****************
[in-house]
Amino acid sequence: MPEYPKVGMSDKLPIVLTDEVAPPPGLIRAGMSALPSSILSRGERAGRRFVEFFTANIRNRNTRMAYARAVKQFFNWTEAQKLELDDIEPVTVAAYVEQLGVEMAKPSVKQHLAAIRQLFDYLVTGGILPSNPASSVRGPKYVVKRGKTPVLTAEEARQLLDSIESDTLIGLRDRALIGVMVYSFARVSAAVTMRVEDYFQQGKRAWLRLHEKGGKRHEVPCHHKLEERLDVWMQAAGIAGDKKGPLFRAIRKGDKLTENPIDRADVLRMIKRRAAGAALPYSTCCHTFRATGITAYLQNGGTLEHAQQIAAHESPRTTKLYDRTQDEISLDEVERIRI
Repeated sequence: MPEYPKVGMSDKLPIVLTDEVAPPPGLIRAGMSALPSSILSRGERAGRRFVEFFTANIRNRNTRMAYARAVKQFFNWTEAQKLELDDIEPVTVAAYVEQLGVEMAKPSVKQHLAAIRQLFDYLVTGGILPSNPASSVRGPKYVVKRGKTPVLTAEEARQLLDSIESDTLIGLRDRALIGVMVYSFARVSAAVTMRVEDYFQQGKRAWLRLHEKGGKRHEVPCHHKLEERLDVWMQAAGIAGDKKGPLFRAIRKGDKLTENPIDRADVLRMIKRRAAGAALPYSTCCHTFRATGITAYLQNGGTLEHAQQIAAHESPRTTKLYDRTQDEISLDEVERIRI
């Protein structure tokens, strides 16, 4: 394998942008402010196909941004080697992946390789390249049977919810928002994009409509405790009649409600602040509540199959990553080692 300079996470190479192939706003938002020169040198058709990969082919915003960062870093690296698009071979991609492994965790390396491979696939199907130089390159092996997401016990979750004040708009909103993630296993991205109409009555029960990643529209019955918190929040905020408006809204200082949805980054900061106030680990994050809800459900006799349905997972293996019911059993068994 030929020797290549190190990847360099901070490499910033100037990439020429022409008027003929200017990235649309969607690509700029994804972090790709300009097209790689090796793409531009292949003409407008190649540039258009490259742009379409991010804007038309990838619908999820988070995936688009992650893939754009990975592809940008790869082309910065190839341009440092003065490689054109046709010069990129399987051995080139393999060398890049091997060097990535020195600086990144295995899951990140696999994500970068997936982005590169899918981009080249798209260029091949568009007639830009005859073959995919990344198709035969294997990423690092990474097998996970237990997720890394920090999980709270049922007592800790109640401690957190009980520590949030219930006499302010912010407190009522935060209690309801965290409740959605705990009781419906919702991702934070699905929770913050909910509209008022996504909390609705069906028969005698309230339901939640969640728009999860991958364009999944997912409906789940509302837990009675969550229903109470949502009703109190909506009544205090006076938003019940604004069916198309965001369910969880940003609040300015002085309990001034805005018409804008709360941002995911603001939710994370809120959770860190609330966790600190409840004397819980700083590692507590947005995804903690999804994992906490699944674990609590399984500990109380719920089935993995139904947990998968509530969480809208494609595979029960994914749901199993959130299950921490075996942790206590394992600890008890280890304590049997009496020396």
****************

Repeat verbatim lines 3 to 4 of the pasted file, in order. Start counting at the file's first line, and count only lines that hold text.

Repeated sequence: MPEYPKVGMSDKLPIVLTDEVAPPPGLIRAGMSALPSSILSRGERAGRRFVEFFTANIRNRNTRMAYARAVKQFFNWTEAQKLELDDIEPVTVAAYVEQLGVEMAKPSVKQHLAAIRQLFDYLVTGGILPSNPASSVRGPKYVVKRGKTPVLTAEEARQLLDSIESDTLIGLRDRALIGVMVYSFARVSAAVTMRVEDYFQQGKRAWLRLHEKGGKRHEVPCHHKLEERLDVWMQAAGIAGDKKGPLFRAIRKGDKLTENPIDRADVLRMIKRRAAGAALPYSTCCHTFRATGITAYLQNGGTLEHAQQIAAHESPRTTKLYDRTQDEISLDEVERIRI
């Protein structure tokens, strides 16, 4: 394998942008402010196909941004080697992946390789390249049977919810928002994009409509405790009649409600602040509540199959990553080692 300079996470190479192939706003938002020169040198058709990969082919915003960062870093690296698009071979991609492994965790390396491979696939199907130089390159092996997401016990979750004040708009909103993630296993991205109409009555029960990643529209019955918190929040905020408006809204200082949805980054900061106030680990994050809800459900006799349905997972293996019911059993068994 030929020797290549190190990847360099901070490499910033100037990439020429022409008027003929200017990235649309969607690509700029994804972090790709300009097209790689090796793409531009292949003409407008190649540039258009490259742009379409991010804007038309990838619908999820988070995936688009992650893939754009990975592809940008790869082309910065190839341009440092003065490689054109046709010069990129399987051995080139393999060398890049091997060097990535020195600086990144295995899951990140696999994500970068997936982005590169899918981009080249798209260029091949568009007639830009005859073959995919990344198709035969294997990423690092990474097998996970237990997720890394920090999980709270049922007592800790109640401690957190009980520590949030219930006499302010912010407190009522935060209690309801965290409740959605705990009781419906919702991702934070699905929770913050909910509209008022996504909390609705069906028969005698309230339901939640969640728009999860991958364009999944997912409906789940509302837990009675969550229903109470949502009703109190909506009544205090006076938003019940604004069916198309965001369910969880940003609040300015002085309990001034805005018409804008709360941002995911603001939710994370809120959770860190609330966790600190409840004397819980700083590692507590947005995804903690999804994992906490699944674990609590399984500990109380719920089935993995139904947990998968509530969480809208494609595979029960994914749901199993959130299950921490075996942790206590394992600890008890280890304590049997009496020396």